Shoprite says it does not expect any improvement on its first-half profit increased by 7.4%.
Shoprite Holdings, Africa's largest grocer, said it's looking for growth outside a sluggish South Africa after first-half profit increased 7.4% to R1.82-billion.
"The board does not expect any improvement in the trading environment within South Africa in 2014," Cape Town-based Shoprite said in a statement on Tuesday. "At the same time our business outside the borders of the country continues to flourish."
Revenue rose 10% to R51-billion in the six months through December. Sales at supermarkets in South Africa underperformed, rising 7.6% as high unemployment and inflation weighed on consumer spending. Revenue across 15 other African countries increased by 15%, excluding currency swings. In rand terms, sales at its non-South African supermarkets rose 28%.
Shoprite shares fell 3.7% to R137.97 as of 12.16pm in Johannesburg, the biggest intraday decline in almost a month. The stock has slumped 16% this year.
"The backbone of Shoprite's customer base is under severe pressure," Andrew Bryson, a derivatives trader at Nedbank Private Wealth in Johannesburg, said by phone on Tuesday. "If you compare the outlook for Shoprite's main customer and Woolworths, it's quite a contrast."
Woolworths Holdings reported a 16% gain in first-half sales last week, boosted by demand from from higher-income shoppers. South African retail sales growth weakened to 3.5% in December from a revised 4.4% the previous month.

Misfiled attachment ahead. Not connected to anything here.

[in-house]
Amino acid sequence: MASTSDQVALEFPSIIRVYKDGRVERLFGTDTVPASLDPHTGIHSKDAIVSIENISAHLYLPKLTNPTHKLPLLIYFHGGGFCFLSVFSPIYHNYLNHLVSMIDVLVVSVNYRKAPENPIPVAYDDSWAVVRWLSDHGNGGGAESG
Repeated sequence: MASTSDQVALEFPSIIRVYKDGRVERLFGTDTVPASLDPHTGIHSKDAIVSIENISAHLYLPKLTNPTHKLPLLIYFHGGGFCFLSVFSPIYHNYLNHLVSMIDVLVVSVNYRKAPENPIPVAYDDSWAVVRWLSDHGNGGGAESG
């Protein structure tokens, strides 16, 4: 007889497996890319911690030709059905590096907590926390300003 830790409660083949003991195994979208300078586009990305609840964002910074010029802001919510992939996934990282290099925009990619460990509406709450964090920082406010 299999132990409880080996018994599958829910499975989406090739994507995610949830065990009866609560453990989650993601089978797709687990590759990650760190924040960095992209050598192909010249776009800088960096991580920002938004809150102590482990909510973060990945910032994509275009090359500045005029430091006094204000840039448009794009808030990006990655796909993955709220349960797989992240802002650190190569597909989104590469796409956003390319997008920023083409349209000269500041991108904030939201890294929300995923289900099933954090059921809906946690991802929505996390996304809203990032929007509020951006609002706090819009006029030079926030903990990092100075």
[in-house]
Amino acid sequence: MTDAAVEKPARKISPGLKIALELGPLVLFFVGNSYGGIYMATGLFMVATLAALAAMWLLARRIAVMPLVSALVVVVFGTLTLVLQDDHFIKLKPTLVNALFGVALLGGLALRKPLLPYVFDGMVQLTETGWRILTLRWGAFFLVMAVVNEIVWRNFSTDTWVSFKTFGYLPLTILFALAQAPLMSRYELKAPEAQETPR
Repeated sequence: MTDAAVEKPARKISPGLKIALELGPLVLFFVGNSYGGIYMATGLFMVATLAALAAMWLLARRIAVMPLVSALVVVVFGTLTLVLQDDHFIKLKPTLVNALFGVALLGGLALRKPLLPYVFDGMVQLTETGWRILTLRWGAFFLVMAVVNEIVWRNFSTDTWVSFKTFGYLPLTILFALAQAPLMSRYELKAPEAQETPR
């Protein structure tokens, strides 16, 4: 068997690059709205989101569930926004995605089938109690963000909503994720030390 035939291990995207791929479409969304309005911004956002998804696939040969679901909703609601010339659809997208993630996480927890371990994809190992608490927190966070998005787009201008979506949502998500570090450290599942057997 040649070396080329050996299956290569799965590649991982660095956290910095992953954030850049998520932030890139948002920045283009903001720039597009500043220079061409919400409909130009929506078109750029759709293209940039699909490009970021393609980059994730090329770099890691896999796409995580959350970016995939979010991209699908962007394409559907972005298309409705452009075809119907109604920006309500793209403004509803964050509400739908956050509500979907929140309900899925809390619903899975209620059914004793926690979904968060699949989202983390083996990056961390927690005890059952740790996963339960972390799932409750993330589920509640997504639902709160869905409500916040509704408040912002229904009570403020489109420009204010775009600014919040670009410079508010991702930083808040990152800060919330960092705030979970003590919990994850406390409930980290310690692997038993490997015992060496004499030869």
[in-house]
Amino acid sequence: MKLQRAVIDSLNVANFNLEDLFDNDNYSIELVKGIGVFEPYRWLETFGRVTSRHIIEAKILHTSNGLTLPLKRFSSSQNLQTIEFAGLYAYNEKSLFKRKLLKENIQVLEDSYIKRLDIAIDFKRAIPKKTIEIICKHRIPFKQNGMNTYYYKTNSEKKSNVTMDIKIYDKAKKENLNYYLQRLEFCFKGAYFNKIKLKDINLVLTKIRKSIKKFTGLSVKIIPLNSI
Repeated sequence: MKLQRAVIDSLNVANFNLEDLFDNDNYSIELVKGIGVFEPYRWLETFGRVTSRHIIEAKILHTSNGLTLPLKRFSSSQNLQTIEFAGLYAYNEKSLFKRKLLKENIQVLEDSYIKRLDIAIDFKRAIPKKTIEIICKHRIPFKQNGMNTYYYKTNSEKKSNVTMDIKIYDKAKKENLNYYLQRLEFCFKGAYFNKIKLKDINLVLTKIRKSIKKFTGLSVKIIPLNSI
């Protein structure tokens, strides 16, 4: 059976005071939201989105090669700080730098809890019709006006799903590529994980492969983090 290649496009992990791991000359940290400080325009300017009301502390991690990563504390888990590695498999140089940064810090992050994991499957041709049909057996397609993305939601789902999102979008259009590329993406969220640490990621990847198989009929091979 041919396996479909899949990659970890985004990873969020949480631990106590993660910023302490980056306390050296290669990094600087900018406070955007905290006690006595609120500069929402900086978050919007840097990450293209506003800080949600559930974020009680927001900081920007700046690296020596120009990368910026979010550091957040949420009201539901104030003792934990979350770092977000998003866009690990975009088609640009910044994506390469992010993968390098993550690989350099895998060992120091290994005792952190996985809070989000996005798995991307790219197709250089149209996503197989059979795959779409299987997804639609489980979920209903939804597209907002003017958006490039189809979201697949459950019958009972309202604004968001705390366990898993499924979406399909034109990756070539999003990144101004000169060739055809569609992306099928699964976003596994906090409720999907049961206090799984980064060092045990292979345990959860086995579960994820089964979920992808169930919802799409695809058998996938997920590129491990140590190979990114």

South African "middle- and lower-income consumers, many of them overburdened with debt, are struggling to make ends meet due to spiraling increases in their living expenses and transport costs", Shoprite said. "The consequent lack of disposable income has a severe impact on the retail environment."
Shoprite's net income advanced to R1.82-billion, compared with R1.7-billion a year earlier, it said. After opening a net 10 new stores in African countries outside its biggest market during the six months through December, a further 13 will start trading by the end of June, Shoprite said.
The furniture unit's sales climbed 11%, compared with a 4.8% increase a year earlier. The growth is in contrast to JD Group Ltd., South Africa's biggest listed furniture retailer and a provider of unsecured loans, which reported a net loss in its first-half.
Shoprite was among several local retailers that closed stores on December 15 for the funeral of former South African president Nelson Mandela. The decision cost about R260-million in sales. – Bloomberg